The London Community Foundation says investing in affordable housing and recovery from the novel coronavirus pandemic are urgent needs, and as a result, the foundation is pulling its plans to fund part of the controversial Back to the River project.
In May 2019, city staff estimated the total cost of the river revitalization plan $14.6 million, which includes partial removal of the Springbank Dam, construction of a suspended walkway, community gathering space and amphitheatre along the Forks of the Thames in the downtown core. The London Community Foundation had pledged $2 million towards the cost of the plan.
On Wednesday, the LCF confirmed to the city that it would no longer be contributing to the plan.
LCF president Martha Powell says priorities for the foundation began to shift roughly six months ago as investing in affordable housing grew as a major concern for the city, but that the pandemic forced the foundation to reexamine its priorities.
“We knew we had to respond, we couldn’t not respond, and we formed a committee to adjudicate grants that we received from the Lawson foundation and the Westminster College foundation along with funds that we were able to put into the pot, to respond to urgent need in the community,” she explained.
“We got a $900,000 grant from the federal government for responses granting to COVID and I think those two pillars sealed the deal for us that we had to really set priority on those important issues in the community.”
Powell said the LCF went to its board and had “a fulsome discussion.”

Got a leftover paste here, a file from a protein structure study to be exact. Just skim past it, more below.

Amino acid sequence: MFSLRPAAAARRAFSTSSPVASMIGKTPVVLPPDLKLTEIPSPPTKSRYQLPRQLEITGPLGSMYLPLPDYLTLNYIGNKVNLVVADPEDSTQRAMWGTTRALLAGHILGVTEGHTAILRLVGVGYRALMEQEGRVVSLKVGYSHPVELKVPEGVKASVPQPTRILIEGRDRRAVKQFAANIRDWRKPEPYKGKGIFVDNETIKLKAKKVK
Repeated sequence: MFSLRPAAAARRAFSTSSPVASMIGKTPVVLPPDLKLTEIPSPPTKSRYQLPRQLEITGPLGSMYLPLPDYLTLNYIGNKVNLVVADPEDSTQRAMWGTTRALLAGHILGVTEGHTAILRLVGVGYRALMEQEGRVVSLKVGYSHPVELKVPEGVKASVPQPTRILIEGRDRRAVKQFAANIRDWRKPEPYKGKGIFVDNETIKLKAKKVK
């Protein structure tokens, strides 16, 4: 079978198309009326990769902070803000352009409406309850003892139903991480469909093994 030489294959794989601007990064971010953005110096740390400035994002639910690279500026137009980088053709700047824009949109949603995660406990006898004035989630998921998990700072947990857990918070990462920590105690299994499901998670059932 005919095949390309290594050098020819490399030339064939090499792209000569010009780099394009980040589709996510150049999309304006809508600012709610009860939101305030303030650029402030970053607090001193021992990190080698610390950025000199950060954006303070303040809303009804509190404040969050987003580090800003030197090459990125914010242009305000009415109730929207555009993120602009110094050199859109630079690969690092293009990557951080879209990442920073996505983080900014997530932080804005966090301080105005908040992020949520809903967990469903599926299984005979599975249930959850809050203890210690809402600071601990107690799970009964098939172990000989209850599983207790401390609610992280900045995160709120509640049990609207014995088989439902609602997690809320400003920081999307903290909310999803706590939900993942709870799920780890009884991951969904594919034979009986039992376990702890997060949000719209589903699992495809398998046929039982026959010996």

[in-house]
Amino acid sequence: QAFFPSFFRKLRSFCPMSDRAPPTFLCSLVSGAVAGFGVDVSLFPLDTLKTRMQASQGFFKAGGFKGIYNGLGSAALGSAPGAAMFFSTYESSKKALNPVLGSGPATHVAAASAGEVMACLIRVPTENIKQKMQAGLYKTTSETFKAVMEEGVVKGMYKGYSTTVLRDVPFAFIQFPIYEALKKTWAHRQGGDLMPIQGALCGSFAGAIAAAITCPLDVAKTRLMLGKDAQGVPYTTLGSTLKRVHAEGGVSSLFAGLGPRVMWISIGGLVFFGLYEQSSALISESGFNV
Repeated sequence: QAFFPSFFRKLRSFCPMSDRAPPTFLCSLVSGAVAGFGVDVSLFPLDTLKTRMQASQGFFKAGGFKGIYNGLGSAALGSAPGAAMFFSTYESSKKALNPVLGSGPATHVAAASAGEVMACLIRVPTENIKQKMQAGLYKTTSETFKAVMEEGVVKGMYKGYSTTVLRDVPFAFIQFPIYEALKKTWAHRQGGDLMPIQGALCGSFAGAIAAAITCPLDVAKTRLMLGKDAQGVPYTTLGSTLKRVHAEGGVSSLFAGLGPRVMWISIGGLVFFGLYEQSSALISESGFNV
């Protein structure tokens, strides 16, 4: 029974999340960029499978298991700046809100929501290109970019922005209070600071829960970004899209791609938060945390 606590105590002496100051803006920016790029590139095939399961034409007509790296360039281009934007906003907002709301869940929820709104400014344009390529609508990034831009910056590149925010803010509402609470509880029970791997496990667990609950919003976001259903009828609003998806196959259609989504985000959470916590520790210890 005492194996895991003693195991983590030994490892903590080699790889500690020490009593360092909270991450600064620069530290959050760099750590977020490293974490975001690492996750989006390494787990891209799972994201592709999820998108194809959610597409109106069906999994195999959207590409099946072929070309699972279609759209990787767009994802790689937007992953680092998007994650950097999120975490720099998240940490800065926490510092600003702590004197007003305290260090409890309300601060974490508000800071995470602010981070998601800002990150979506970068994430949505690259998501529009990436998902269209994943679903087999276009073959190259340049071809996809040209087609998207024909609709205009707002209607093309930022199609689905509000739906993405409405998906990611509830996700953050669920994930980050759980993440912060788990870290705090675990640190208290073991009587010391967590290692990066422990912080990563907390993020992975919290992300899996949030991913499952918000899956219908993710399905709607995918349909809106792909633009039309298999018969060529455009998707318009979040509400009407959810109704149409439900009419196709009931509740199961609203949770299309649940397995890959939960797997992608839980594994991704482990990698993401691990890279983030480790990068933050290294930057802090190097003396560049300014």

“We’ve worked long and hard on Back to the River. It’s been five-and-a-half to six years that we’ve been working with the city, in great partnership. But we realized we needed to focus our priorities on these two issues.”
After consulting with the board, the LCF then had conversations with donors that had committed to the Back to the River project, where Powell says they ultimately agreed with the decision to focus funding on affordable housing and supporting the non-profit sector in the wake of the pandemic.
However, Powell says she believes there will be a time in the future when the project will be revisited.
“We have a vision for the city you know being a real go-to, and downtown, in particular, being a go-to place for people in the community, not just people who live along the river,” she said.
“It’ll surface again, I really think it will. But definitely, the priorities of our city have changed.”
— with files from Global News’ Devon Peacock.
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